“Betty Cooper, if you weren’t such as grade-A super sleuth, I wouldn’t have trusted you to find this - but luckily for me, you’re a much better detective than I ever was so I suspect you have found the journal and are reading this note right now. I guess I should tell you that I’m giving this to you because I’ve been writing in this book since I was ten-years-old and every single entry is a memory of our time together. I’ve marked the ones of the most interest and am hoping that you will read them and not think less of me. Once you’ve reached the last page and you have followed the directions, you will find me waiting for you. Have fun traveling down memory lane. See you on the other side.”
Taking a deep breath, Betty opened to the first marked page and began to read.
The First Day of Kindergarten (Age 5)
This is the day I first met you. I saw your parents dropping you off in the classroom and remember thinking that you had the shiniest blonde hair I had ever seen. All I could think about the entire day - during nap time and recess and snack - was running up to you and pulling on that curly blonde ponytail of yours. So I did. And while most of the girls in our class would have cried or screamed or thrown blocks at my head, you simply turned around, smiled that sweet smile of yours, and said, “Hi. I’m Betty Cooper. If you want, you can sit with me on the carpet during circle time. I’ll even let you touch my ponytail. All you have to do is ask.” I couldn’t believe it. A five-year-old with better manners than most of the adults in my life. My mind couldn’t fully grasp it, and I knew, even if I didn’t fully understand it at the time, that my entire world was about to change. So once I learned how to write in complete sentences without fully botching the grammar - that’s when I started this journal for you. A journal of all the times you changed my life. A journal of how my world continues to change everyday because of you.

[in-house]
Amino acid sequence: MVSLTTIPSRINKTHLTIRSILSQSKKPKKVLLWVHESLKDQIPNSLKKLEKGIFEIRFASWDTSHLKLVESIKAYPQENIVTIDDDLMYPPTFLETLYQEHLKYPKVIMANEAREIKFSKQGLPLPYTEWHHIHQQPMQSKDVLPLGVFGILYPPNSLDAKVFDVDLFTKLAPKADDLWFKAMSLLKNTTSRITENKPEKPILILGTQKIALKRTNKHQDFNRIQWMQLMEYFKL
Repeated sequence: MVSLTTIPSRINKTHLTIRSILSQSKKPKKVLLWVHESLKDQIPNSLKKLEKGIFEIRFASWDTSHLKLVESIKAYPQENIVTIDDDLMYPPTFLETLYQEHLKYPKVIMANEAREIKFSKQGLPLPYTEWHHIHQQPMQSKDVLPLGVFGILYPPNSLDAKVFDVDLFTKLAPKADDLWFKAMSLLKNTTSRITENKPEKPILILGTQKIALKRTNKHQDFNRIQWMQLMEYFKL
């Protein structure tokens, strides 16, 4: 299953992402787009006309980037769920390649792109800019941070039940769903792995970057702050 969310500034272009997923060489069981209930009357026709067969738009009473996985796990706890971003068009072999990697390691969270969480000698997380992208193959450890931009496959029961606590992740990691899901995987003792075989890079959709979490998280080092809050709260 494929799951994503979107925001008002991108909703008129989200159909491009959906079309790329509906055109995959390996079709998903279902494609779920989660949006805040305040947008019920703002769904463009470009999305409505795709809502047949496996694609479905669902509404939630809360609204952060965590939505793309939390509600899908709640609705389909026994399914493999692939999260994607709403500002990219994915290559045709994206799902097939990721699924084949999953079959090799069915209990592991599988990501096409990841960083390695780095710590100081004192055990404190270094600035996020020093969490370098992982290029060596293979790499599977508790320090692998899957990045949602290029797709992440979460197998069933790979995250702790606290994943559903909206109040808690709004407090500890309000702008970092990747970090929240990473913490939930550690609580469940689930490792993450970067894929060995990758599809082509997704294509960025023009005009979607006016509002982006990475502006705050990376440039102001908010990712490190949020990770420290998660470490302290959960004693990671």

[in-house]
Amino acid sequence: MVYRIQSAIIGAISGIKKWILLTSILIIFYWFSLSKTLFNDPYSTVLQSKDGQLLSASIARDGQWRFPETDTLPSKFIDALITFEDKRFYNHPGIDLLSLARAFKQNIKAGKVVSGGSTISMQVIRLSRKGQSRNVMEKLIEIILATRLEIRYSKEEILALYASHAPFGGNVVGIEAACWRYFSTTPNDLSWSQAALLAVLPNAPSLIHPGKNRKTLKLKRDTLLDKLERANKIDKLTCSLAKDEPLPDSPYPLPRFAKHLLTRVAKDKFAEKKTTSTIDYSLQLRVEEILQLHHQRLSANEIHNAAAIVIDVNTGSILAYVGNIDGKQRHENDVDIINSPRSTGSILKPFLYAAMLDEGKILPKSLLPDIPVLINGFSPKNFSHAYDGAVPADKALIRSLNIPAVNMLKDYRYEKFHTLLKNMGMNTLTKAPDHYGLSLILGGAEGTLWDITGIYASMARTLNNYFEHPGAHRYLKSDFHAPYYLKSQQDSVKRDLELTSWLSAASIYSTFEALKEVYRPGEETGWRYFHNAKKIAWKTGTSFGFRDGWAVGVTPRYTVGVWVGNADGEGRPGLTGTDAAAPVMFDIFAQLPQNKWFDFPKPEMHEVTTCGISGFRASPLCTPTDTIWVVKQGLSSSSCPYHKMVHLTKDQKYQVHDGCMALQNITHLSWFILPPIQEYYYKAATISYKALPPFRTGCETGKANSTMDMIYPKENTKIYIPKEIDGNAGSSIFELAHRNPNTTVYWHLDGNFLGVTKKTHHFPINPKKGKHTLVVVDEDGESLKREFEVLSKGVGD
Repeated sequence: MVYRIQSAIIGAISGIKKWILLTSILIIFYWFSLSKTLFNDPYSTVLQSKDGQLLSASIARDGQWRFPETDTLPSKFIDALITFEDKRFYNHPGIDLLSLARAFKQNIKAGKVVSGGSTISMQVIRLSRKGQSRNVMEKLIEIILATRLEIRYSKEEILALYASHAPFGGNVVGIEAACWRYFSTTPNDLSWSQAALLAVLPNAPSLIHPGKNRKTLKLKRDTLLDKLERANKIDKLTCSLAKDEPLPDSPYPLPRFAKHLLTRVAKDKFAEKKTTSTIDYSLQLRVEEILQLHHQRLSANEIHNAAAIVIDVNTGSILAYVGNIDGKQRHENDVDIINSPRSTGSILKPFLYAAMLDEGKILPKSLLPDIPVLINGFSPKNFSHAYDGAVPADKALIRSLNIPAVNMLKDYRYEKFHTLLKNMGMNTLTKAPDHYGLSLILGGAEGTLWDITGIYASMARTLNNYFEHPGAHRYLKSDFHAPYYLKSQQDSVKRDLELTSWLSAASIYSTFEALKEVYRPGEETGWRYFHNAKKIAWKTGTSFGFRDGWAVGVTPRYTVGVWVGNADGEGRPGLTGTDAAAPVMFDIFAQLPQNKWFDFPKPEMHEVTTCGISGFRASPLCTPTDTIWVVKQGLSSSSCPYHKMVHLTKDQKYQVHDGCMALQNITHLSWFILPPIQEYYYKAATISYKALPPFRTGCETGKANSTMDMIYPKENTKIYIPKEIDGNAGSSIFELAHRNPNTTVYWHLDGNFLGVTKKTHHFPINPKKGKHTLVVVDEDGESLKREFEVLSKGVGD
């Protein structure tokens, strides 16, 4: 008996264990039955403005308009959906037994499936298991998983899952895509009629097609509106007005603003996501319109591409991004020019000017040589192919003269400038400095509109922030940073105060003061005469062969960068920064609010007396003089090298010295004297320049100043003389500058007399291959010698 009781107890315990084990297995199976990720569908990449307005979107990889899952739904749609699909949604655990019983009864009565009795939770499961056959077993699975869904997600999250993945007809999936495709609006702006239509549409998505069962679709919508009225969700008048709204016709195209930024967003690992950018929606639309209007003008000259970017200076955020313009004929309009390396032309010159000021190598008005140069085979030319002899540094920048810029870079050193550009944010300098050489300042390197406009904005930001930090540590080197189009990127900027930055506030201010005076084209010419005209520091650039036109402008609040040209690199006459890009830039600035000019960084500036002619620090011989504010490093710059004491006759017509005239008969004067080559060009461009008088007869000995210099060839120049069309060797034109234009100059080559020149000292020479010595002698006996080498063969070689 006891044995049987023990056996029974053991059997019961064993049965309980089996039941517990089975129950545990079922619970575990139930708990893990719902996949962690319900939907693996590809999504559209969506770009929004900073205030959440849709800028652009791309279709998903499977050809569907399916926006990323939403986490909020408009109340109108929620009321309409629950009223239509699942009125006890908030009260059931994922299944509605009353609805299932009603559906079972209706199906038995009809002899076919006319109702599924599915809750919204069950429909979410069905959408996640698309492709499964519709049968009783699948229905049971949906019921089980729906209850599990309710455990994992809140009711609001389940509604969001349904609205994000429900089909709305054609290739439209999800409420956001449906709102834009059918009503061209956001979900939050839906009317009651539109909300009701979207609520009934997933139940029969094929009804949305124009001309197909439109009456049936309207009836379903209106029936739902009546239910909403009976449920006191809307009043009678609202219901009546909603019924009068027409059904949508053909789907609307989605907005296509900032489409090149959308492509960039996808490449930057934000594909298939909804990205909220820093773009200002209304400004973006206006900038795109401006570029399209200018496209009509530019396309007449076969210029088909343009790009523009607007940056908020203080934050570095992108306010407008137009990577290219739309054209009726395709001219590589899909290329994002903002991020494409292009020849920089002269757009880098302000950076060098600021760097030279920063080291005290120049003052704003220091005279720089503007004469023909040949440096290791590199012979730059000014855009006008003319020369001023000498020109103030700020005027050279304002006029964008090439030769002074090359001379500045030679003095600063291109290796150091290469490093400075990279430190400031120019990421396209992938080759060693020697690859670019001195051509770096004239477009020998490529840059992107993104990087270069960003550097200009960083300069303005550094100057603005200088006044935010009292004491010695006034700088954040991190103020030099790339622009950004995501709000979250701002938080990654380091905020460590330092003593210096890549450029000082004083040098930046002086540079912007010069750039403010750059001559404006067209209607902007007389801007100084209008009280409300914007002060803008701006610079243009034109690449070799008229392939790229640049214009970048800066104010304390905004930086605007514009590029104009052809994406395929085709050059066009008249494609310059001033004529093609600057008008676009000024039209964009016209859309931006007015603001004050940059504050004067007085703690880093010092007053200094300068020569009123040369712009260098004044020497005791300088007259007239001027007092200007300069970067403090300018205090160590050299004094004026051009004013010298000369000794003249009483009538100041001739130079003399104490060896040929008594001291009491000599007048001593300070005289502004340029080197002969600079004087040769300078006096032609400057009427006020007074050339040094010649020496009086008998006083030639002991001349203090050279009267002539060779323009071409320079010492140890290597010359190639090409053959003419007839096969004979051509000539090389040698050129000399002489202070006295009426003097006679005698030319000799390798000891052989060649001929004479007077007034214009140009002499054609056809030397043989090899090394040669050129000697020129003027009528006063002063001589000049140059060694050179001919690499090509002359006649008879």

Betty flipped to the next page and immediately noticed that the handwriting had changed. These were the entries that he had written when he was a kid. And they were addressed to her.
The Day You Let Me Sit On Your Swing Set (Age 10)
I spent most of the day crying. My dad’s drinking again. He’s so angry at mom and Jellybean is scared and I just needed to get away from them. So I took Jellybean and we just kept walking until we found ourselves in front of your house. You saw us and without saying a word, you led us into your backyard. You got Jellybean a popsicle because you saw that she was sad, and then we just sat on your swing set thinking of silly names to call the birds landing in your yard until your mom came home. It made be feel a little better. That was really nice of you and I’ll never forget it.